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One of Us Is Lying by Karen M. McManus

Well this isn’t quite The Breakfast Club.

Today’s review is a YA novel, set in an American high school (big shock I know, but bear with). It opens in detention where five students have all been given detention for having a mobile on them – but none of them brought their mobiles to class…..

They are:

Bronwyn, who is a college focussed overachiever, with a fear of rule-breaking

Nate who has never met a rule he wouldn’t break, and who is a not entirely legal delivery person and on parole.

Cooper, a well behaved uncharacteristically sensitive (aren’t they all in these books) Football Player.

Addy, a prom queen with a less than ideal home life whose mum is the life and soul of any party, who does everything her boyfriend tells her.

And Simon, the creator of the school gossip app, who has built a reputation on destroying those of others.

Who has got them all into detention, as they ponder this, Simon has a drink of water and collapses with an allergic reaction. After his death, suspicion naturally falls to the four remaining students in the room. What would be their motive? Was he about to reveal their secrets? Where what Simon’s epipen, and who removed the rest of them from the School Nurses Office?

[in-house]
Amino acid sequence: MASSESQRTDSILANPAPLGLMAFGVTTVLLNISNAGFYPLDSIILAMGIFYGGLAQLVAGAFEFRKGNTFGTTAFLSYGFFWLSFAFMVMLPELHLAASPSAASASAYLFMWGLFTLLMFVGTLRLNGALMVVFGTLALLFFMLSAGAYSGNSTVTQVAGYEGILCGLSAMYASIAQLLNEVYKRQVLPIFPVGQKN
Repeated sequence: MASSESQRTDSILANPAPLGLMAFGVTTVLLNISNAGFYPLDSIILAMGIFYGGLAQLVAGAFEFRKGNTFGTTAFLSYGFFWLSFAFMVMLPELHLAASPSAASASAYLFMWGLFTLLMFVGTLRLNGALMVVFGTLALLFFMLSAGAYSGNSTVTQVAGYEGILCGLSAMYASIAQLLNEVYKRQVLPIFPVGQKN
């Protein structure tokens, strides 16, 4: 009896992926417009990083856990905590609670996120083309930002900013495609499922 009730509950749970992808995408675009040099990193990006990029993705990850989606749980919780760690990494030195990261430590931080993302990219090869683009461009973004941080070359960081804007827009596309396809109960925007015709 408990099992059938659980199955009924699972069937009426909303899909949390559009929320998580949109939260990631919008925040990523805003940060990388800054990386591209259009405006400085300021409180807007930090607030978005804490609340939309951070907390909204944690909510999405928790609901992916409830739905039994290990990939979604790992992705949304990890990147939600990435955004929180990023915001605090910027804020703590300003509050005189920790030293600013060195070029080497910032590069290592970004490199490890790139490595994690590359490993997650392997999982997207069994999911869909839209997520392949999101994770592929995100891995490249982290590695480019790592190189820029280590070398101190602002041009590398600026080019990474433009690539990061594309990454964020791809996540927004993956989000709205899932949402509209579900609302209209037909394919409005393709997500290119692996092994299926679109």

As blog posts start to publish with details of the crime scene only the four could know they start to suspect each other, but in the face of police investigation and media scrutiny can they work together to solve the crime?

This is a surprisingly fast moving YA thriller, which aims to subvert stereotypes of teens in teen movies, but unfortunately subverts them in a predictable way. The perfect student may have cheated, the bad boy might have more emotions than he lets on, the prom queens home life isn’t bad and all she wants is to be more edgy and independent.

Where this book is strong is that despite being familiar the characters are well drawn, the pop culture references are neither cringey or forced and the central mystery is compelling. The students secrets and stories are drip fed enough that your ideas for what actually happened will shift throughout the story as plenty of viable suspects are introduced and discounted.

All in all, this is a great introduction for teens into more adult thrillers and the ending is satisfying and ties up the story nicely.

And, for a YA book, it doesn’t set up or need a sequel, so it can be enjoyed for what it is!